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Wednesday, July 16, 2008

Lifts and Tucks

Thanks to Rockstar's Wife and Cris for the lead...

I am amazed at how accessible extreme makers have become. Reading people's blogs gives me social insight to how women perceive themselves. Being a physician, I have access to previous surgical history, feelings shared with me behind closed doors, and I can see the surgical scars.
I tend to see the natural beauty in a person. I feel a loss when I see a natural beauty so unhappy with themselves and seeking bodily change. Am I immune from wanting to look good? Nope, I am not.

I have done these invasive things to my body:
Whitened teeth
Color hair
saline to my veins
shave/pluck hair (as little as I have) (Americans in general are turned off by hair)
pierced my ears ( I have two holes on each lobe)
tiny weeny bit of blush

Pretty modest compared to some. The most invasive thing I have done is a facial peel. I have a very special friend that I've spent time with on Dermatology rotations. She zapped some leg veins for me in our 20's with good results. Now I am very happy in long skirts (even tough the veins never returned).

About 6 years ago I went back to her practice to observe and learn. I had bad melasma (mask of pregnancy) at the time. After she did a facial peel on a woman, we started talking about my skin and voila she treated me and put the the chemicals on my face. The next day when it began to peel, I felt very ashamed of myself. I felt humiliated and disgustingly vain. I had to deal with this ugly facial burn and the public. I dind't want to go out. Mostly I stayed home. My face screamed vanity. I didn't feel like me. And when it healed my skin seemed far more sensitive to exposure and irritants than ever before... but I had less dark spots. Ever since than I have really thought about what's the price to pay for looks. It's all a trade off. Everything has risks and benefits.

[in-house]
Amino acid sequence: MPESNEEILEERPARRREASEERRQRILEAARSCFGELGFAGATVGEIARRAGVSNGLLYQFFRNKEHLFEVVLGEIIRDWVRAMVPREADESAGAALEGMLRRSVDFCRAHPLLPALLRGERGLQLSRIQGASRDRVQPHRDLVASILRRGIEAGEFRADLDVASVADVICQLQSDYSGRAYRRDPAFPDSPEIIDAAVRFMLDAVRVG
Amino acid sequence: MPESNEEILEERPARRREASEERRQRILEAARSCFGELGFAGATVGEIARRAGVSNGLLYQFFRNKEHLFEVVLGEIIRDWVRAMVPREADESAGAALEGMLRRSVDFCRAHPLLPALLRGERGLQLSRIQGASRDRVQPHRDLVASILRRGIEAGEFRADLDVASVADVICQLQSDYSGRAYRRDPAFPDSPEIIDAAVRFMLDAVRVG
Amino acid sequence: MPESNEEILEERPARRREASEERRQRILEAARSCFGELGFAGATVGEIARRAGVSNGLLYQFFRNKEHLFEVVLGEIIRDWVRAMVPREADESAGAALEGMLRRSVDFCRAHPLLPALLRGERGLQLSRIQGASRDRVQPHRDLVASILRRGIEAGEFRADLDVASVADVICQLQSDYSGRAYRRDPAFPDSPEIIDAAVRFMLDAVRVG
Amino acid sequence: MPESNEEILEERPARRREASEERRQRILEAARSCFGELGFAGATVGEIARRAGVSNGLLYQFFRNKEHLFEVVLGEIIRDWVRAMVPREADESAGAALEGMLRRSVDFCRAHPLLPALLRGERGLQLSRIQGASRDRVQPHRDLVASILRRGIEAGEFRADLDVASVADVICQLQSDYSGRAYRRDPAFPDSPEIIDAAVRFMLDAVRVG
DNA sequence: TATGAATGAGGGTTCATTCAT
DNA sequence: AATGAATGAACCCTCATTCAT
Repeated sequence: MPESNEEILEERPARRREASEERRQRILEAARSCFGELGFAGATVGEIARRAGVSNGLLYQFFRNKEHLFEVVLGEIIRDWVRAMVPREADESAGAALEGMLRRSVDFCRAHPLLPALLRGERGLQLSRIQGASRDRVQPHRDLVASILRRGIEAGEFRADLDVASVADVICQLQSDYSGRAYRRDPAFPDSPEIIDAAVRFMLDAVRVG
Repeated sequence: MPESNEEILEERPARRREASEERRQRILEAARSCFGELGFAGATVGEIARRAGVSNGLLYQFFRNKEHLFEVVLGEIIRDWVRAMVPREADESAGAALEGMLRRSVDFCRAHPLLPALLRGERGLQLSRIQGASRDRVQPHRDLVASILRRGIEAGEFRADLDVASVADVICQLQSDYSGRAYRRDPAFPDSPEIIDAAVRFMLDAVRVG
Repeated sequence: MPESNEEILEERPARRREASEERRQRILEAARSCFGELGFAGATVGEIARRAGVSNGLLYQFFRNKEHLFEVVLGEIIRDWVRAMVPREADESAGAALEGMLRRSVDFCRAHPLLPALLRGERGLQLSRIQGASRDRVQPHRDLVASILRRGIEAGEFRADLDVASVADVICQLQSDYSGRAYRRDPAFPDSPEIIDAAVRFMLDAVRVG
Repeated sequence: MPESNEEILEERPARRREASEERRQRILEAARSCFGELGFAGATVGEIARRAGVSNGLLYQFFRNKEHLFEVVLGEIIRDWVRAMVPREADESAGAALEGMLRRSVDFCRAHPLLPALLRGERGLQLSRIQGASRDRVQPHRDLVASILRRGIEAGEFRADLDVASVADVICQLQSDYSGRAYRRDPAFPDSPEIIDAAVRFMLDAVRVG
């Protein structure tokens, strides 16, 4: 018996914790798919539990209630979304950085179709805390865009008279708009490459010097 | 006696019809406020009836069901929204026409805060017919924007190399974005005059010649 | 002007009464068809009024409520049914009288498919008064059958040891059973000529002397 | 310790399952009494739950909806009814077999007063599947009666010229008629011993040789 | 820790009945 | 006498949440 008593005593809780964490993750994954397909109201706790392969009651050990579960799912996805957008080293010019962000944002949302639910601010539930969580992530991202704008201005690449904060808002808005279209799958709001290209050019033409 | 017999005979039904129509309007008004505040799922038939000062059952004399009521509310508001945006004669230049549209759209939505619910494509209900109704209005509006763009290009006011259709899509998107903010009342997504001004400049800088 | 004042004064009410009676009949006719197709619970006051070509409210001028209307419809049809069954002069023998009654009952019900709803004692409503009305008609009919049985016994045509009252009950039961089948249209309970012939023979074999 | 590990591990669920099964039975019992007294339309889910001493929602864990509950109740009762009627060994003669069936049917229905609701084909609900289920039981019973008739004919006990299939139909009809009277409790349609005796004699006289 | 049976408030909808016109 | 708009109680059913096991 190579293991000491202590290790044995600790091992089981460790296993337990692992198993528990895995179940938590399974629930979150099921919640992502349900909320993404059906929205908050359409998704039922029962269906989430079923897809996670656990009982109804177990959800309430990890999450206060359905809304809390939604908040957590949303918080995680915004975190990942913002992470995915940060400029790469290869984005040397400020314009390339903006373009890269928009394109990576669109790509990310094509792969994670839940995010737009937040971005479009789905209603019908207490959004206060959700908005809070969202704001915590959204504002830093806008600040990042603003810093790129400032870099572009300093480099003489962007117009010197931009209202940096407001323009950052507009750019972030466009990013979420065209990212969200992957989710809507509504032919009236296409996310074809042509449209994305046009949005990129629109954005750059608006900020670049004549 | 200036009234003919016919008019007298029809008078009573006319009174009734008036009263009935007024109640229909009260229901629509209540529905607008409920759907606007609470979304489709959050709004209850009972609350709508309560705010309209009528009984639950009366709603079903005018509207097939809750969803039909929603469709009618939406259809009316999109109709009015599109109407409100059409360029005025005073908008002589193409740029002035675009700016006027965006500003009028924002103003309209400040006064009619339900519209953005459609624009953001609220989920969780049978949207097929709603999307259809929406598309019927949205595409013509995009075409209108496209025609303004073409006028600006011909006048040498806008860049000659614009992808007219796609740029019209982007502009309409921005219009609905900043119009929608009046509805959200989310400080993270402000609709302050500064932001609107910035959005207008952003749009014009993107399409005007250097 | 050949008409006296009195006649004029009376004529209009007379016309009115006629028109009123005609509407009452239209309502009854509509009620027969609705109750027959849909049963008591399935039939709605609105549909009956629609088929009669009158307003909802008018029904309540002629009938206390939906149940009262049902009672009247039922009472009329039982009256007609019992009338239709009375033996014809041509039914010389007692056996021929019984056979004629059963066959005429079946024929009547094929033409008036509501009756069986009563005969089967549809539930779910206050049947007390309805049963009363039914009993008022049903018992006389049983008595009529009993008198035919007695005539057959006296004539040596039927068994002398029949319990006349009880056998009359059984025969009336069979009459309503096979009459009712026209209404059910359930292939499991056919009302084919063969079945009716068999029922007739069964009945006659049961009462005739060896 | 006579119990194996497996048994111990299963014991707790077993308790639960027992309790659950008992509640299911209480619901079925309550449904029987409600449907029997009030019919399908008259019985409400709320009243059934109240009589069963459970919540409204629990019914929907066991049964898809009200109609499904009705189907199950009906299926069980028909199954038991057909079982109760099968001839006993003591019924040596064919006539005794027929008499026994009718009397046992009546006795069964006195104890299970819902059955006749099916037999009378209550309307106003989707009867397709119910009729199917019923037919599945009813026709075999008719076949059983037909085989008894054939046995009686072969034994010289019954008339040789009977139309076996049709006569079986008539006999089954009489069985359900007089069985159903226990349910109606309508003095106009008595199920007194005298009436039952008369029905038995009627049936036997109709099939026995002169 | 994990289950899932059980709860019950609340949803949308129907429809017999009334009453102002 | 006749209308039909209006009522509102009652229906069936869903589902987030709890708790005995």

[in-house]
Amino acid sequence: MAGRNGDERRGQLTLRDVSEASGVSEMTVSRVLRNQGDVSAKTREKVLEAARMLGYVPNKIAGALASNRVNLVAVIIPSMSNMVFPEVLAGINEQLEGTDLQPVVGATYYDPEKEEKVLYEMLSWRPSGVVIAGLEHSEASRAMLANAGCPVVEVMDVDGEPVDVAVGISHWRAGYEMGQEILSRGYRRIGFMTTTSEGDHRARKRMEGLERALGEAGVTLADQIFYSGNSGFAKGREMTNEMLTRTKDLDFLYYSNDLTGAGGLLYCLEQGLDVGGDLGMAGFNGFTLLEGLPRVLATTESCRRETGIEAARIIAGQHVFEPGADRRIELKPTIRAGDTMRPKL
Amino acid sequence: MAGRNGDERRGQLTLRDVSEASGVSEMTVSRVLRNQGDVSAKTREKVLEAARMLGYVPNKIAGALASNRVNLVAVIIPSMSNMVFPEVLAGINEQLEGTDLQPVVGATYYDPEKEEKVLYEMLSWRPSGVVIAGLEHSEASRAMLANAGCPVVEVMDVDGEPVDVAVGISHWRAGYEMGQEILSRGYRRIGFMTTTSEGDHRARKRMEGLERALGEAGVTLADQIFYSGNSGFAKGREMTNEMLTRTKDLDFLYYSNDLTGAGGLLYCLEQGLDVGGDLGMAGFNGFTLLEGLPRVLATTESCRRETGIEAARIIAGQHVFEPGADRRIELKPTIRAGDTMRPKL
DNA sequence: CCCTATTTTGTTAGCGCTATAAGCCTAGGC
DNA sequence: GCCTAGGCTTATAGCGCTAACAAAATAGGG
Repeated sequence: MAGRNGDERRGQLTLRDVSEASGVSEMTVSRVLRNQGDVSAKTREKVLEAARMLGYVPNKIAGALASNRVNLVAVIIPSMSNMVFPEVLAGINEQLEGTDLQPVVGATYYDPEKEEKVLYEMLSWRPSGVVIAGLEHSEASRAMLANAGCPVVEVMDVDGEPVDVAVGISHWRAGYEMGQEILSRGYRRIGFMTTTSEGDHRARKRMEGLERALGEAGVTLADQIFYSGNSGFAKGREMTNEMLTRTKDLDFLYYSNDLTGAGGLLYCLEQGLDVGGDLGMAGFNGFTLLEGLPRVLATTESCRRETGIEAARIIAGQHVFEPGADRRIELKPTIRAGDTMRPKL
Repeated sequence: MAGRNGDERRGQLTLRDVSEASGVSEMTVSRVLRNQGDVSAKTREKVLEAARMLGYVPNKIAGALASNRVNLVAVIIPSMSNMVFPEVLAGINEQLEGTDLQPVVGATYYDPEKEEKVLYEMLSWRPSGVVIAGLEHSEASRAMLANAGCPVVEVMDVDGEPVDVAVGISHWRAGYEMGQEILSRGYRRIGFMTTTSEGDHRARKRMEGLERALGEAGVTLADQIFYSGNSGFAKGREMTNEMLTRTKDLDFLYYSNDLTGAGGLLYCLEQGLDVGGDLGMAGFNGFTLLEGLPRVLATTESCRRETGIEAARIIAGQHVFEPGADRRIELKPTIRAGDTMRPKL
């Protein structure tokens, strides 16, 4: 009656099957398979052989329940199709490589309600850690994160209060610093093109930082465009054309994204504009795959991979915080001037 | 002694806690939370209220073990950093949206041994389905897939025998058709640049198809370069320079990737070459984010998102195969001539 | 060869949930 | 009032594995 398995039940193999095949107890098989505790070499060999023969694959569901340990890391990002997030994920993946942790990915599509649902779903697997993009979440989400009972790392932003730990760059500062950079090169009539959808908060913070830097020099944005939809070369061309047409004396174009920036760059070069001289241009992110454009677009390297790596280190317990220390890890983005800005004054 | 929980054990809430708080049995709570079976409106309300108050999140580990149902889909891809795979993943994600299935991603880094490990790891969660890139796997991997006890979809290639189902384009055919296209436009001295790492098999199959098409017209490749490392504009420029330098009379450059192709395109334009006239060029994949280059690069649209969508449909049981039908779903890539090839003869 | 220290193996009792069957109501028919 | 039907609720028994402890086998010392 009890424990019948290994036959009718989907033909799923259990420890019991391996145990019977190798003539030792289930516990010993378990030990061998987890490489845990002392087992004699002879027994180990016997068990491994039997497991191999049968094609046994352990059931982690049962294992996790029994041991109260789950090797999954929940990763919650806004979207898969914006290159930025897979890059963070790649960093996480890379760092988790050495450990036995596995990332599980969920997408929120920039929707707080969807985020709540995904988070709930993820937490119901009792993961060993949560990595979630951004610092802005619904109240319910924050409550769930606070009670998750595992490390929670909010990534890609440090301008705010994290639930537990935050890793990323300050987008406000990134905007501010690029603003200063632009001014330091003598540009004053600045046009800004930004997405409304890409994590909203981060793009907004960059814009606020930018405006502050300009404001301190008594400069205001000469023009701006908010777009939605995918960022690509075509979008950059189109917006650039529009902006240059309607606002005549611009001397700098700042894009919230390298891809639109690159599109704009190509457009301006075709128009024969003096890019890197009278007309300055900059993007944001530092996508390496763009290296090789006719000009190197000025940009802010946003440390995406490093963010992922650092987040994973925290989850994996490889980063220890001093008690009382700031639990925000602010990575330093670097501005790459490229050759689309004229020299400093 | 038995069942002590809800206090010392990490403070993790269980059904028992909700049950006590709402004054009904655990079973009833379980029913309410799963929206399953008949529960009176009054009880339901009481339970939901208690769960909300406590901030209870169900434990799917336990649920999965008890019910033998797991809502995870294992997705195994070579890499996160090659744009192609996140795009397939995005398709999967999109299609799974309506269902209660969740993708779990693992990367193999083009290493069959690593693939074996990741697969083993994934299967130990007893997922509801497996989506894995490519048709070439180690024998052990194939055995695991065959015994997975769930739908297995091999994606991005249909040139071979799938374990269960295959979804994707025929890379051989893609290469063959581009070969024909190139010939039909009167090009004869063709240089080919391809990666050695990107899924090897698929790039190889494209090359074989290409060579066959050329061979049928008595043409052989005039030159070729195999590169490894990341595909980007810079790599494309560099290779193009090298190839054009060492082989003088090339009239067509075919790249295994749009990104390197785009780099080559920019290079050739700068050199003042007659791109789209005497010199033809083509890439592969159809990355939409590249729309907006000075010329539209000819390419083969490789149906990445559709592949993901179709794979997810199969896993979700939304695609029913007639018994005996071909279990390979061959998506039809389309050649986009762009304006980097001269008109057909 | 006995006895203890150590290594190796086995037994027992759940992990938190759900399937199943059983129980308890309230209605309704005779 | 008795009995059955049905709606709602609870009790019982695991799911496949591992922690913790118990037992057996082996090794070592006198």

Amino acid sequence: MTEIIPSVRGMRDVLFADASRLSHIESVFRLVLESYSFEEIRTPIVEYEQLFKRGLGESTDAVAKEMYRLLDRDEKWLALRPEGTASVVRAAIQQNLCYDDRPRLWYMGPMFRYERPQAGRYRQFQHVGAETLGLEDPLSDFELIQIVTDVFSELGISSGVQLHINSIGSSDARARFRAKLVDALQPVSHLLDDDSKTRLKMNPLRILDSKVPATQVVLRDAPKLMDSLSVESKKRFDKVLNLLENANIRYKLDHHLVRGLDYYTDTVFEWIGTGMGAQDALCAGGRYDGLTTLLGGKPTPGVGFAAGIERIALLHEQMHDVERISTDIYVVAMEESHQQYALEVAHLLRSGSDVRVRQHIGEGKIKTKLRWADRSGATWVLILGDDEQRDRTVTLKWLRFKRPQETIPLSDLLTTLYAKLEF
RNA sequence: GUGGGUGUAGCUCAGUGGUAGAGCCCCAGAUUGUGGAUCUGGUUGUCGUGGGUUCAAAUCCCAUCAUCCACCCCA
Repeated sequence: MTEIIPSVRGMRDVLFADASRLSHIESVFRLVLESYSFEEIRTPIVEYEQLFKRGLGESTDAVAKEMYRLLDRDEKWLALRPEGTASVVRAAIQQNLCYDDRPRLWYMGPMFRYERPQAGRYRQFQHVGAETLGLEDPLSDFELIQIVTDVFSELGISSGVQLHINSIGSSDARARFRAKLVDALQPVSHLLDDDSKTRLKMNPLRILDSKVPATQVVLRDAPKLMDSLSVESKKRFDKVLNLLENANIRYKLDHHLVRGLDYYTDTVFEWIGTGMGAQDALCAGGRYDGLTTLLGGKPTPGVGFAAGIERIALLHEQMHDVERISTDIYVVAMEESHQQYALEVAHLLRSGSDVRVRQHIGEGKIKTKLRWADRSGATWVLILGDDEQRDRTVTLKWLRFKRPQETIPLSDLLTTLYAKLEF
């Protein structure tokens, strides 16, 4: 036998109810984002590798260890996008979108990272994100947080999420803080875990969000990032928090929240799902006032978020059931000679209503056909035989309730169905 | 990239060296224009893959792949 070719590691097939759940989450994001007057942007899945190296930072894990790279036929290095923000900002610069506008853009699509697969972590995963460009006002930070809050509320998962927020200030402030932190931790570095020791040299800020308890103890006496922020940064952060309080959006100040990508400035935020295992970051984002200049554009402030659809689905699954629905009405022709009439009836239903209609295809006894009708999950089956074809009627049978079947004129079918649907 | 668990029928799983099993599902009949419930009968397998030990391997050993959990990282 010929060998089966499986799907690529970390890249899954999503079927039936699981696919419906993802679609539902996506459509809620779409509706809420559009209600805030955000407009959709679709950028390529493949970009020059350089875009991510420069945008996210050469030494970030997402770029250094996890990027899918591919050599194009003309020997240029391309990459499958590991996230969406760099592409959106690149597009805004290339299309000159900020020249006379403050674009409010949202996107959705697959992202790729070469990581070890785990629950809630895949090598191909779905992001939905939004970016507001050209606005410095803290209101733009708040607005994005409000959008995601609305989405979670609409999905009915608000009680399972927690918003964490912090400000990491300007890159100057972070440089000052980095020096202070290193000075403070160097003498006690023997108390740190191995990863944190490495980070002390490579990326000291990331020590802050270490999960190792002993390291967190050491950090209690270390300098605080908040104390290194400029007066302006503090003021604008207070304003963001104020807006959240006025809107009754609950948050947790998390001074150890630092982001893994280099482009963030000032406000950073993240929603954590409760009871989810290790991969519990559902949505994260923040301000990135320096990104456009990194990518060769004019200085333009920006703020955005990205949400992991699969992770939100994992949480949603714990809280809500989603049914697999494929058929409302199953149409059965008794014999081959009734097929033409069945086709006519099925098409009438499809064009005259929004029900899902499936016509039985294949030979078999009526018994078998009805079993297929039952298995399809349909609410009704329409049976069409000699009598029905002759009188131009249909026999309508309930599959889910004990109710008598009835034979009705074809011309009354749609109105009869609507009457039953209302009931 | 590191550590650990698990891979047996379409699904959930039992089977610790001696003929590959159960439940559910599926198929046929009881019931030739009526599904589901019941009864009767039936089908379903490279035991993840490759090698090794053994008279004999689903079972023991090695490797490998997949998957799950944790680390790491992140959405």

Reminds me of an older leader in a community group I am in. Severe sun damaged skin (freckles and marks) but no wrinkles, no double chin, kyphotic back balance by an oddly kyphotic shaped chest. I doctor in me wondered what "bone disease" disease she had to look so mishapped. It finally came out that she has had everything lifted and tucked; face, chin, breasts, tummy, odd fat distribution, botox... at least that much. We don't even know what a female human body is suppose to look like. I couldn't figure out what's wrong with her till she shared her secret. On TV no model or anchor woman ever has a flaw perpetuating the myth of the female body. If we saw a female au natural we wouldn't recognize her.

Some questions to ask before comitting to a cosmetic procedure:

Is it for spiritual principles?
Is it for hygiene? Or health?
Do you need general anesthesia?
Does livelyhood depend on it?
Is it permanant?

The "right" answer won't be the same for everyone.

I've come to the conclusion: One of my limits is general anesthesia. I am fairly certain if it requires being put to sleep I don't want it unless it is truly necessary like eye lid droop blocks vision. (Yes, I know there is lunch hour laser for eyelids and chins, now.) I don't want the risk of being put to sleep, the missed productivity from my life, or the humility. Another boundry I think about is if it involves a toxin going into my body--Is it worth it?

After several discussions on beauty came up this week on-line and in person, I asked my husband, Aren't you glad, I am not the kind of wives who always needs to have something fixed on my body (He would hate the time away from work this pre-occupation/ recuperation would cost!). I couldn't believe his answer. "In ten years, you'll want it all, too!" I take it that he thinks I am beautiful now, but doesn't think I'll like who I am in 10 years.